Urosepsis is defined as sepsis caused by an infection in the urogenital tract. In approximately 30% of all septic patients the infectious focus is localized in the urogenital tract, mainly due to obstructions at various levels, such as ureteral stones. Urosepsis may also occur after operations in the urogenital tract. In urosepsis, complete bacteria and components of the bacterial cell wall from the urogenital tract trigger the host inflammatory event and act as exogenous pyrogens on eukaryotic target cells of patients. A burst of second messenger molecules leads to several different stages of the septic process, from hyperactivity to immunosuppression. As pyelonephritis is the most frequent cause for urosepsis, the kidney function is therefore most important in terms of cause and as a target organ for dysfunction in the course of the sepsis.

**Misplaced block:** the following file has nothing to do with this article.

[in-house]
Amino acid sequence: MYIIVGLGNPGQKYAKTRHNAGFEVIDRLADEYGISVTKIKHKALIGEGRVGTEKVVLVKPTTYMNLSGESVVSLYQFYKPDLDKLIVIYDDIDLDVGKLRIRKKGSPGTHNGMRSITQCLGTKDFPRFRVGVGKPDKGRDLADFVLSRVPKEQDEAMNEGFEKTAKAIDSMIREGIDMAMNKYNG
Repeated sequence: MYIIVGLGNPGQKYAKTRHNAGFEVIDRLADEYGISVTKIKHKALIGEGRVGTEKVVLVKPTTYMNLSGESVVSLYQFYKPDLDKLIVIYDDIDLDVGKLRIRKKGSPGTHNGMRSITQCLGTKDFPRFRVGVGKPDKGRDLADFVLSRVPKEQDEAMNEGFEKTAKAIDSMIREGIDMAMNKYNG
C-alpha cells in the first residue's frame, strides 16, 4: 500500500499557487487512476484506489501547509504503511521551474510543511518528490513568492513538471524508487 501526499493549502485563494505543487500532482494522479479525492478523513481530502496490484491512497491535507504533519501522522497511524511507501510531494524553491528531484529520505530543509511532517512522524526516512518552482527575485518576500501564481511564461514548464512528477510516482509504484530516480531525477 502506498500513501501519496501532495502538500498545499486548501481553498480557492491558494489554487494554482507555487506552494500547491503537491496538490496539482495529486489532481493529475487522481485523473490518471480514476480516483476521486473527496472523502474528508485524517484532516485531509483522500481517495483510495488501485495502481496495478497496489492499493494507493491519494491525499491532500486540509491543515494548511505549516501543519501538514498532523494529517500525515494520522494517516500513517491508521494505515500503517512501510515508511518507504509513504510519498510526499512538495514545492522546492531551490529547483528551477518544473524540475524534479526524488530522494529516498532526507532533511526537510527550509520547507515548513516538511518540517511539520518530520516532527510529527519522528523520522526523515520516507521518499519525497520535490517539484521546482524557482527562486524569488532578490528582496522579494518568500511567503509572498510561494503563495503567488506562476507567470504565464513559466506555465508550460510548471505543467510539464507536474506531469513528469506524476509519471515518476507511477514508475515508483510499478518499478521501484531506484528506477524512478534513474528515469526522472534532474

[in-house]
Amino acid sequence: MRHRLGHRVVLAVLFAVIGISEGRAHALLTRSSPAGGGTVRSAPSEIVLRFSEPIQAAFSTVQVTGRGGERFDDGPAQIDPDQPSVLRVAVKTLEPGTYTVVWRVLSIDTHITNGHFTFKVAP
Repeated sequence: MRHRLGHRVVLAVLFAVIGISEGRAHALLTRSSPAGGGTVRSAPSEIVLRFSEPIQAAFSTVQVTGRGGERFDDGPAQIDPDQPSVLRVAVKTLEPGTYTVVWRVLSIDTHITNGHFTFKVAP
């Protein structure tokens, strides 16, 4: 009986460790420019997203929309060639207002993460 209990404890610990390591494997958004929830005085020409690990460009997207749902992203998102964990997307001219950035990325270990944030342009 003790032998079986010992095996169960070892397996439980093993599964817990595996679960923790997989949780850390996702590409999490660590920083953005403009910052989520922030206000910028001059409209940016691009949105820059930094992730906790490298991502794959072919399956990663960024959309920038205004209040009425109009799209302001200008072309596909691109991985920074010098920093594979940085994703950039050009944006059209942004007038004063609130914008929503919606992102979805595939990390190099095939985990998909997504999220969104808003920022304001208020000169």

Since effective antimicrobial therapy must be initiated early during sepsis, the empiric intravenous therapy should be initiated immediately after microbiological sampling. For the selection of appropriate antimicrobials, it is important to know risk factors for resistant organisms and whether the sepsis is primary or secondary and community or nosocomially acquired. In addition, the preceding antimicrobial therapies should be recorded as precisely as possible. Resistance surveillance should, in any case, be performed locally to adjust for the best suitable empiric treatment. Treatment challenges arise from the rapid increase of antibiotic resistance in Gram-negative bacteria, especially extended-spectrum β-lactamase (ESBL)-producing bacteria. Treatment of urosepsis comprises four basic strategies I) supportive therapy (stabilizing and maintaining blood pressure), II) antimicrobial therapy, III) control or elimination of the complicating factor, and IV) specific sepsis therapy.
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